My “professional” bio says I am currently working on the sequel to The Red Kimono, and that’s true–partly. But in the last year, I’ve been drawn to finish a book I started almost three years ago, called Mo’s Shadow.
The book is based on stories that a dear friend of mine used to tell me about life on the lake and his friendship with a little girl who lived across the street. Two years after he began telling me those stories, he took his own life.
Here’s a brief synopsis:
Eleven-year old Mo Winston is mad at the world. She’s mad at her alcoholic father. She’s mad at her bratty-Mama’s-Boy brother, Shiloh. Most of all, she’s mad at Mama for making her move away from Daddy and all of her friends.
She’s pretty sure she’s the maddest person in the world, that is, until she meets Mr. Dean, the mean old man who lives across the street with Lulu, his vicious-looking Mastiff.
Determined to crack Mr. Dean’s curmudgeonly shell, she embarks on secret snooping expeditions. Her curiosity intensifies when, while peeking through Mr. Dean’s window one day after he took off on his Harley, she sees a picture of a little boy on the mantle.
Of course, she’s plenty afraid of being caught, but her father always told her to face her fears. Day by day, Mo learns Mr. Dean is an old softy. Though, like her father, he drinks too much. He, too, is mad at the world and in Mo’s opinion, for good reason. In ways Mr. Dean will never know, he helps Mo to understand herself as well as her own father.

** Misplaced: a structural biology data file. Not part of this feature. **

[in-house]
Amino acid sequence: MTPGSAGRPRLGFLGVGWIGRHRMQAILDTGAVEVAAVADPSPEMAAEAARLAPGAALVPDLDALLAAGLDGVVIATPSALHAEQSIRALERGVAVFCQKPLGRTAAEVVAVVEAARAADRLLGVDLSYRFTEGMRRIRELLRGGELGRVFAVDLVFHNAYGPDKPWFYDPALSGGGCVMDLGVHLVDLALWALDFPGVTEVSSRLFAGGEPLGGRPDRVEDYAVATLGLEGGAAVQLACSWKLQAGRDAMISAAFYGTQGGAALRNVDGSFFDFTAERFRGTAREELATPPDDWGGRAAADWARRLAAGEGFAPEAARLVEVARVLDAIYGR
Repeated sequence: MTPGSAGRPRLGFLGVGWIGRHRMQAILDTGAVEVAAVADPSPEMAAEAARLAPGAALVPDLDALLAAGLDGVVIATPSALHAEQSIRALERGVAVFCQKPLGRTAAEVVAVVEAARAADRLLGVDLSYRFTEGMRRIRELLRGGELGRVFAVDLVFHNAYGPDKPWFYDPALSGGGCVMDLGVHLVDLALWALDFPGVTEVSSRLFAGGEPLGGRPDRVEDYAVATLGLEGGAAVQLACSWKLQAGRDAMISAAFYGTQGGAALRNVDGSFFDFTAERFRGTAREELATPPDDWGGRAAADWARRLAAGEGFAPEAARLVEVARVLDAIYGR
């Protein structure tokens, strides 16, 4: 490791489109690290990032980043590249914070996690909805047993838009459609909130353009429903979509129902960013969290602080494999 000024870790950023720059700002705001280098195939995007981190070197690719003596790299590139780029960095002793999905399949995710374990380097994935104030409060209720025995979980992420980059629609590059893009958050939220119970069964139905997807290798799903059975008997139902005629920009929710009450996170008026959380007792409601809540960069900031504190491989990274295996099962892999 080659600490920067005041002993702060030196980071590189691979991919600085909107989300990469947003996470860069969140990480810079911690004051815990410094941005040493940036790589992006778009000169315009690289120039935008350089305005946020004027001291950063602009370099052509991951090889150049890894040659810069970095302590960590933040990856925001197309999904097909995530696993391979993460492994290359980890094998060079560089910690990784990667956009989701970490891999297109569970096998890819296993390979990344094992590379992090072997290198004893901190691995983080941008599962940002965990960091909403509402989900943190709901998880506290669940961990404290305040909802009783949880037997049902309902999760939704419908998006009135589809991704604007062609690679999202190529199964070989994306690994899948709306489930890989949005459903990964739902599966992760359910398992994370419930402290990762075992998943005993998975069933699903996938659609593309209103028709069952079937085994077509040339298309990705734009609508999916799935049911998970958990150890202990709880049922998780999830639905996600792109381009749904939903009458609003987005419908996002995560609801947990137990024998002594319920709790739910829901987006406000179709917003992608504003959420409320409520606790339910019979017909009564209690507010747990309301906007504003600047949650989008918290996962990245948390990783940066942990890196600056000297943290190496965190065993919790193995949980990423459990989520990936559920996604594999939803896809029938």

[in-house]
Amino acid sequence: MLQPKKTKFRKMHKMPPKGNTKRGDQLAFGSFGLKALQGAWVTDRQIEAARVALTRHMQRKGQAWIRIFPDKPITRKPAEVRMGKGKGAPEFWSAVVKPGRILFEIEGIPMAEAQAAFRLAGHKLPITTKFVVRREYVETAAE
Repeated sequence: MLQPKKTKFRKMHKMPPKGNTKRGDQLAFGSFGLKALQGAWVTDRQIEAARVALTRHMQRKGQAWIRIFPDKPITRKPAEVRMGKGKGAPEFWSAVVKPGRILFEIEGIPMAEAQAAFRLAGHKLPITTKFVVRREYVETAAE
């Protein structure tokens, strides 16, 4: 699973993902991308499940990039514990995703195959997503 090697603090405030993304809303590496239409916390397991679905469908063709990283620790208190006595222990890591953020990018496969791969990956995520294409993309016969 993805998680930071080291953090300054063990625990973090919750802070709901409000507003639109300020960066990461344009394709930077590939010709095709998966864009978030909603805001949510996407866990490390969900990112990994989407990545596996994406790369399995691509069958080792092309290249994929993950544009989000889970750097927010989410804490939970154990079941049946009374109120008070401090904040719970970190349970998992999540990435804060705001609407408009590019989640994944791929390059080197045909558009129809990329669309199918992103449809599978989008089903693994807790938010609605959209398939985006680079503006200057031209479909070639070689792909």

With a friend at the lake, life is better and she’s not so angry at the world. Mr. Dean teaches her how to bake an apple pie, how to meditate and best of all, how to sail. He even plays catch with her and bratty brother, Shiloh.
But one day, a sailing accident changes everything when Mo’s mother tells her she cannot spend time with Mr. Dean anymore. This sets off a series of events that lead to Mr. Dean’s death.
This is where to story has remained for the last two days. Here are the last couple of sentences I wrote:
The realization sucked the breath out of her, like a silent scream, though it rang in her ears louder than anything she’d ever heard before.
Mr. Dean is dead.
It’s been hard to get past that last sentence. How do I end the book, when to me, this was the end? And yet, there’s a part of me that knows it can’t end there.
So, I’ve been stuck.
Today, while listening to Pandora, I heard this song by David Gray, a favorite of my friend’s and mine when we dated–more than a dozen years ago:
It takes a lot of love
It takes a lot of love my friend
To keep your heart from freezing
To push until the end
My oh my
And now, I know how to end the story of Mo and Mr. Dean. But, for now, that’s my secret. (Planned release is June 2017.)